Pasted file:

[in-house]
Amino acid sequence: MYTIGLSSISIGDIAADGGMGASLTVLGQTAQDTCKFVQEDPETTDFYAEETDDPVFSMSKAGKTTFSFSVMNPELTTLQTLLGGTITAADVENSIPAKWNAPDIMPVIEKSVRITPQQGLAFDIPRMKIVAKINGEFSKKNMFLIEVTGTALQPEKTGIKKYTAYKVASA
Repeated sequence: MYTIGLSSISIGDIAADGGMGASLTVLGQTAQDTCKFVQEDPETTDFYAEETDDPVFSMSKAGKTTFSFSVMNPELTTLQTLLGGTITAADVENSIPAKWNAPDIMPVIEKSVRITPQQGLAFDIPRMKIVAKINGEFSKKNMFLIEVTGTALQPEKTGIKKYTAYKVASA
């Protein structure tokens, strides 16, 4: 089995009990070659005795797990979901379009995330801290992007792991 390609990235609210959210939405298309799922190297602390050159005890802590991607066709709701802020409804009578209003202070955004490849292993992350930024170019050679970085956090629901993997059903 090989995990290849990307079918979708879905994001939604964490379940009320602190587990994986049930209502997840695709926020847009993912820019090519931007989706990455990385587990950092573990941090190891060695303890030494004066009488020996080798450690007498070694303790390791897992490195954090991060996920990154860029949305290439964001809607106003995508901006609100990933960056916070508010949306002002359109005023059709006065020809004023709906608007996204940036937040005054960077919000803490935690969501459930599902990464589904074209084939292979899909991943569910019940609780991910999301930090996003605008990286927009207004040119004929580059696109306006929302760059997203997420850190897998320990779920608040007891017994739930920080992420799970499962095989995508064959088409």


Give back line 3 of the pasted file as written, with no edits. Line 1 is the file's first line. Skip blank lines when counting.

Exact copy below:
Repeated sequence: MYTIGLSSISIGDIAADGGMGASLTVLGQTAQDTCKFVQEDPETTDFYAEETDDPVFSMSKAGKTTFSFSVMNPELTTLQTLLGGTITAADVENSIPAKWNAPDIMPVIEKSVRITPQQGLAFDIPRMKIVAKINGEFSKKNMFLIEVTGTALQPEKTGIKKYTAYKVASA